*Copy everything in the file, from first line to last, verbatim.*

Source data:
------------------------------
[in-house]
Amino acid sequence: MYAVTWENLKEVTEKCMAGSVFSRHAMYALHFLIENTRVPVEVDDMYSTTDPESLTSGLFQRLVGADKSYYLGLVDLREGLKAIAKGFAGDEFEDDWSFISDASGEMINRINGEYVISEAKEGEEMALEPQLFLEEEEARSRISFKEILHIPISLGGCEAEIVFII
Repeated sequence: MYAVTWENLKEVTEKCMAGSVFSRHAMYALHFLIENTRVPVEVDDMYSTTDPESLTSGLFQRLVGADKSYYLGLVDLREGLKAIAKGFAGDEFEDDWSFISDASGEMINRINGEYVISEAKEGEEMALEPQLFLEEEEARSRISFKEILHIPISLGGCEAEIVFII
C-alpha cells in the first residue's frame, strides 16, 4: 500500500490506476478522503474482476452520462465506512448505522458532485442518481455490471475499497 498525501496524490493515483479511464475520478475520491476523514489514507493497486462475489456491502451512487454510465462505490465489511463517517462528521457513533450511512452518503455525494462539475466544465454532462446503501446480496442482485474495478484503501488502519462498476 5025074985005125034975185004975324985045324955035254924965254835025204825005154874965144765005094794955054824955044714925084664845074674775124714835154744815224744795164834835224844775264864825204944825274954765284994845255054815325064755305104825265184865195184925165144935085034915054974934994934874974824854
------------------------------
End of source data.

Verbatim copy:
[in-house]
Amino acid sequence: MYAVTWENLKEVTEKCMAGSVFSRHAMYALHFLIENTRVPVEVDDMYSTTDPESLTSGLFQRLVGADKSYYLGLVDLREGLKAIAKGFAGDEFEDDWSFISDASGEMINRINGEYVISEAKEGEEMALEPQLFLEEEEARSRISFKEILHIPISLGGCEAEIVFII
Repeated sequence: MYAVTWENLKEVTEKCMAGSVFSRHAMYALHFLIENTRVPVEVDDMYSTTDPESLTSGLFQRLVGADKSYYLGLVDLREGLKAIAKGFAGDEFEDDWSFISDASGEMINRINGEYVISEAKEGEEMALEPQLFLEEEEARSRISFKEILHIPISLGGCEAEIVFII
C-alpha cells in the first residue's frame, strides 16, 4: 500500500490506476478522503474482476452520462465506512448505522458532485442518481455490471475499497 498525501496524490493515483479511464475520478475520491476523514489514507493497486462475489456491502451512487454510465462505490465489511463517517462528521457513533450511512452518503455525494462539475466544465454532462446503501446480496442482485474495478484503501488502519462498476 5025074985005125034975185004975324985045324955035254924965254835025204825005154874965144765005094794955054824955044714925084664845074674775124714835154744815224744795164834835224844775264864825204944825274954765284994845255054815325064755305104825265184865195184925165144935085034915054974934994934874974824854